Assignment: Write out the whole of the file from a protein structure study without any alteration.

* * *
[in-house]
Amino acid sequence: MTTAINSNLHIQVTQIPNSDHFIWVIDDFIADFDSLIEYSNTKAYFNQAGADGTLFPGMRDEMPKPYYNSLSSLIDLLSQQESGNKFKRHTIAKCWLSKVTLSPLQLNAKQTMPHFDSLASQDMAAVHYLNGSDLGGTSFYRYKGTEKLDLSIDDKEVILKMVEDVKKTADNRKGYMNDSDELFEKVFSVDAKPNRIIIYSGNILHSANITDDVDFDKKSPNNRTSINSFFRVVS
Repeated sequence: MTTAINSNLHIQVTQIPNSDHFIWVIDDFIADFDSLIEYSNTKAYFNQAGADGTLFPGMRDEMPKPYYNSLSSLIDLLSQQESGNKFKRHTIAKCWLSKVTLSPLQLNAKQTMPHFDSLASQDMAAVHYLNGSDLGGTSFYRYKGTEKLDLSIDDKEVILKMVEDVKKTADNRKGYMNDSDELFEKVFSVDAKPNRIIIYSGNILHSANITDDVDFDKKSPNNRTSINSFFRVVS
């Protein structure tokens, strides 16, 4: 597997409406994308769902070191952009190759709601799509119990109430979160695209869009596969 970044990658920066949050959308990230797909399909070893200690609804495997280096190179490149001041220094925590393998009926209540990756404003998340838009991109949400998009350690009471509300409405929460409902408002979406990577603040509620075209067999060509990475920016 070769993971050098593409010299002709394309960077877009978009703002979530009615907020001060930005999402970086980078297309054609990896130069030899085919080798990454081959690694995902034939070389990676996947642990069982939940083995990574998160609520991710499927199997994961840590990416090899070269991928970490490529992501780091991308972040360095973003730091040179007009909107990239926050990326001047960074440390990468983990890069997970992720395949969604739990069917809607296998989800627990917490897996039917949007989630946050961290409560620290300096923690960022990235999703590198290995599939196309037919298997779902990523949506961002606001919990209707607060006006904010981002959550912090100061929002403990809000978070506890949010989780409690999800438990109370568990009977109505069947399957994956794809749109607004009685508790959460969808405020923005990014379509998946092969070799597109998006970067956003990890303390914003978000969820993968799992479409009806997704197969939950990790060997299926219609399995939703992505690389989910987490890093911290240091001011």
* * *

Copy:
[in-house]
Amino acid sequence: MTTAINSNLHIQVTQIPNSDHFIWVIDDFIADFDSLIEYSNTKAYFNQAGADGTLFPGMRDEMPKPYYNSLSSLIDLLSQQESGNKFKRHTIAKCWLSKVTLSPLQLNAKQTMPHFDSLASQDMAAVHYLNGSDLGGTSFYRYKGTEKLDLSIDDKEVILKMVEDVKKTADNRKGYMNDSDELFEKVFSVDAKPNRIIIYSGNILHSANITDDVDFDKKSPNNRTSINSFFRVVS
Repeated sequence: MTTAINSNLHIQVTQIPNSDHFIWVIDDFIADFDSLIEYSNTKAYFNQAGADGTLFPGMRDEMPKPYYNSLSSLIDLLSQQESGNKFKRHTIAKCWLSKVTLSPLQLNAKQTMPHFDSLASQDMAAVHYLNGSDLGGTSFYRYKGTEKLDLSIDDKEVILKMVEDVKKTADNRKGYMNDSDELFEKVFSVDAKPNRIIIYSGNILHSANITDDVDFDKKSPNNRTSINSFFRVVS
């Protein structure tokens, strides 16, 4: 597997409406994308769902070191952009190759709601799509119990109430979160695209869009596969 970044990658920066949050959308990230797909399909070893200690609804495997280096190179490149001041220094925590393998009926209540990756404003998340838009991109949400998009350690009471509300409405929460409902408002979406990577603040509620075209067999060509990475920016 070769993971050098593409010299002709394309960077877009978009703002979530009615907020001060930005999402970086980078297309054609990896130069030899085919080798990454081959690694995902034939070389990676996947642990069982939940083995990574998160609520991710499927199997994961840590990416090899070269991928970490490529992501780091991308972040360095973003730091040179007009909107990239926050990326001047960074440390990468983990890069997970992720395949969604739990069917809607296998989800627990917490897996039917949007989630946050961290409560620290300096923690960022990235999703590198290995599939196309037919298997779902990523949506961002606001919990209707607060006006904010981002959550912090100061929002403990809000978070506890949010989780409690999800438990109370568990009977109505069947399957994956794809749109607004009685508790959460969808405020923005990014379509998946092969070799597109998006970067956003990890303390914003978000969820993968799992479409009806997704197969939950990790060997299926219609399995939703992505690389989910987490890093911290240091001011």